MP3 vs Audio CD
In this day and age of information technology, data is everything. In order to save and transport this data, various methods are used, each distinctly different from the other. MP3 and Audio CDs are two such methods of storing and safekeeping important audio files for future use as well as enabling easy transportation of data, as well.
What is MP3?
MPEG-1 or MPEG-2 Audio Layer III MP3, commonly known as MP3, is a compact disk that contains digital audio in the MP3 format, using a form of lossy data compression which allows a great reduction of data that is needed to represent the audio file while keeping faithful to the original uncompressed audio. This is done by reducing the accuracy of certain morsels of sounds that are said to be beyond the auditory resolution of most people, which is commonly known as perceptual coding. A popularly used format for storage or audio streaming, MP3 is also a de facto standard of audio compression that is utilised for data transfer and playback of music on most digital audio players.
Designed by the Moving Picture Experts Group (MPEG), MP3 is an audio specific format that is designed as part of its MPEG-1 format which was later extended in the MPEG-2 format. It was in 1991 that all algorithms for MPEG-1 Audio Layer I, II and III were approved while, in 1992, it was finalized. In the second half of the 90’s, the use of MP3 files began to spread all over the internet and with the introduction of the audio player Winamp in 1997 and the first portable solid state digital audio player MPMan in 1998. Today, MP3 files are a popular way of sharing and storing music as well as being widely used in the peer-to-peer file sharing networks.
What is Audio CD?
Compact Disc Digital Audio (CD-DA or CDDA) commonly known as Audio CD is the standard format employed in audio compact discs as defined in the in the Red Book, which is one of a series of “Rainbow Books” that include all the technical details of all CD formats available. Materialized by the Digital Audio Disc Committee and ratified as IEC 60908, the first edition of the Red Book that was published in 1980 by Sony and Philips gives an Audio CD several basic specifications.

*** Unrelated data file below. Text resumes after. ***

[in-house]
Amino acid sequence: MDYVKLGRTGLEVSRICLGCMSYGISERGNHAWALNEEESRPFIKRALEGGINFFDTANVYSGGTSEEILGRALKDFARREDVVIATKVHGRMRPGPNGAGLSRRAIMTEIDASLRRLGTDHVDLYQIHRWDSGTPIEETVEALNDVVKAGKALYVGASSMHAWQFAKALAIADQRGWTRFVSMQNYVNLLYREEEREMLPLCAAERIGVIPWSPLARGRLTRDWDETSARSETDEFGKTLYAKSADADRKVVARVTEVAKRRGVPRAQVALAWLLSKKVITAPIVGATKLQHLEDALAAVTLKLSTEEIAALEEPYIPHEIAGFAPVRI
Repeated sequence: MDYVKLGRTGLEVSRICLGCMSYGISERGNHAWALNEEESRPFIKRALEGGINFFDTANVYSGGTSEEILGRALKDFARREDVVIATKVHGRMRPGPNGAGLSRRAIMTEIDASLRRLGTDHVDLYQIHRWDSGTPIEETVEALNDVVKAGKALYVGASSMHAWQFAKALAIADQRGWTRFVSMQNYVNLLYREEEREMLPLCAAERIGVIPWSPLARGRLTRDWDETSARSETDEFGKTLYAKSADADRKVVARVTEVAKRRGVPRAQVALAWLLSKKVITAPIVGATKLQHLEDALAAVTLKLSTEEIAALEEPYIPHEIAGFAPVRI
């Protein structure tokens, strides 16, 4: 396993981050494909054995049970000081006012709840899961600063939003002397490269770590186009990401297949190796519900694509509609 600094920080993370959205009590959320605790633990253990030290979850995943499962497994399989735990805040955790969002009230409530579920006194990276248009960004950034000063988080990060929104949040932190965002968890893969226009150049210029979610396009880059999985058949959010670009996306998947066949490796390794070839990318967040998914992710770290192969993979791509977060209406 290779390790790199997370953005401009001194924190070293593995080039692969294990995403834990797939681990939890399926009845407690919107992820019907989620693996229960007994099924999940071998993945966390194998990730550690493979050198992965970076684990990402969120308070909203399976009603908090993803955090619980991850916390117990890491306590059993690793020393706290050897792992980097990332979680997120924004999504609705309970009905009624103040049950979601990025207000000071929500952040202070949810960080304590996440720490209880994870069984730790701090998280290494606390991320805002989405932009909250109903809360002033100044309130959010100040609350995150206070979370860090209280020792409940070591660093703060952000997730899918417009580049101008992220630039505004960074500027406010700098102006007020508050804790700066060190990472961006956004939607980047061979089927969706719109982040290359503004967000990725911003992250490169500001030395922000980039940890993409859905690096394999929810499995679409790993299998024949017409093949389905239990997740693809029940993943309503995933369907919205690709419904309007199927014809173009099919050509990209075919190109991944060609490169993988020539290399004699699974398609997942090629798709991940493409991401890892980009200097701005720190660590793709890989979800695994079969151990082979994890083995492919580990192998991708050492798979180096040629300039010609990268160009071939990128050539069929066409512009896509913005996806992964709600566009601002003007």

- Maximum playing time is 79.8 minutes
- Minimum duration for a track is 4 seconds (including 2-second pause)
- Maximum number of tracks is 99
- Maximum number of index points (subdivisions of a track) is 99 with no maximum time limit
- International Standard Recording Code (ISRC) should be included
The audio data stream in an audio CD is continuous but has three parts. The main portion is called the program area while it is preceded by a lead-in rack followed by a lead-out track. All three segments contain subcode data streams. Each audio sample, a signed 16-bit two’s complement integer, is comprised with sample values that span from −32768 to +32767. However, many recording publishers have created audio CDs that violate the Red Book standards some with the aim of extra features such as DualDisc and for copy prevention purposes.
What is the difference between MP3 and Audio CD?
- The maximum length of an audio CD is 79.8 minutes while an MP3’s length is much longer.
- MP3s are compressed files taking up lesser space. Audio CDs contain uncompressed files which take up more space.
- The quality of files on an audio CD is much higher than those in an MP3 since during the compression of MP3 files, the quality too gets compromised.
- Almost every CD player can support CD-R and CD-RW discs contained in Audio CDs. Many music players support MP3 files but the older players do not.
In conclusion, one can say that while audio CD’s contain a lesser amount of higher sound quality audio files, MP3s can contain a large amount of audio files at a more compromised quality.